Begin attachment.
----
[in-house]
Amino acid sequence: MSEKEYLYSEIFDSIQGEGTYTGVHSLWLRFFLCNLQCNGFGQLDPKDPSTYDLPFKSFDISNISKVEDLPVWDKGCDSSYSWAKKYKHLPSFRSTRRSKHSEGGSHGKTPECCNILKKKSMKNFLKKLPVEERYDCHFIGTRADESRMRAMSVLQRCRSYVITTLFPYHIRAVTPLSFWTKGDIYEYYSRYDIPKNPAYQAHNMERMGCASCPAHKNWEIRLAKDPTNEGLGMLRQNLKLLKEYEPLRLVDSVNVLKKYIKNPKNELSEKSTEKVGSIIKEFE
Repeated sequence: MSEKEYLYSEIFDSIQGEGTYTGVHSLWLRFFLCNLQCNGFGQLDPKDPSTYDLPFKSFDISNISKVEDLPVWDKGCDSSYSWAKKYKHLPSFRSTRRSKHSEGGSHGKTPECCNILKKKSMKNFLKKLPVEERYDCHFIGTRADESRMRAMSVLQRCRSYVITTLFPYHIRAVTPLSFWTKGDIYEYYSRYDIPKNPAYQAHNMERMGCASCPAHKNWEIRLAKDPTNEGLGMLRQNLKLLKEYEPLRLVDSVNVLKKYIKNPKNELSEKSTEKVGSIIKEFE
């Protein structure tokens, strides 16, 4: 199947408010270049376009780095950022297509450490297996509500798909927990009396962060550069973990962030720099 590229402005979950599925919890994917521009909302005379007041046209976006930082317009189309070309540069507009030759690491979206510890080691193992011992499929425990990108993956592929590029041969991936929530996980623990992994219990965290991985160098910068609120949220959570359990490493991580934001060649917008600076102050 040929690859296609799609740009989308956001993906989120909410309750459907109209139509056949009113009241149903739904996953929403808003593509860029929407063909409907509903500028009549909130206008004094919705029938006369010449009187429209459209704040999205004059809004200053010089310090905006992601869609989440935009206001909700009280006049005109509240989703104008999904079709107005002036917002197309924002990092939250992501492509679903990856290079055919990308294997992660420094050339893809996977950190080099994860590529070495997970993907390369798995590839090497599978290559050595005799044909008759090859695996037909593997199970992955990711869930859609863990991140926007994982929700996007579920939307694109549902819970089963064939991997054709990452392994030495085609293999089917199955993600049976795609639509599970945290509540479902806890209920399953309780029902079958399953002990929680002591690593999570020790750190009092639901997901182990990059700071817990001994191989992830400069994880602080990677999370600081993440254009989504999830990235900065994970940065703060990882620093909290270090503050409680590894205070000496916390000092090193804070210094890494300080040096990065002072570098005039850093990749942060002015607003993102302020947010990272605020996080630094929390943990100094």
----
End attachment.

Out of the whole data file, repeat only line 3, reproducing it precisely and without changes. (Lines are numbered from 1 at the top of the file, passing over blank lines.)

Repeated sequence: MSEKEYLYSEIFDSIQGEGTYTGVHSLWLRFFLCNLQCNGFGQLDPKDPSTYDLPFKSFDISNISKVEDLPVWDKGCDSSYSWAKKYKHLPSFRSTRRSKHSEGGSHGKTPECCNILKKKSMKNFLKKLPVEERYDCHFIGTRADESRMRAMSVLQRCRSYVITTLFPYHIRAVTPLSFWTKGDIYEYYSRYDIPKNPAYQAHNMERMGCASCPAHKNWEIRLAKDPTNEGLGMLRQNLKLLKEYEPLRLVDSVNVLKKYIKNPKNELSEKSTEKVGSIIKEFE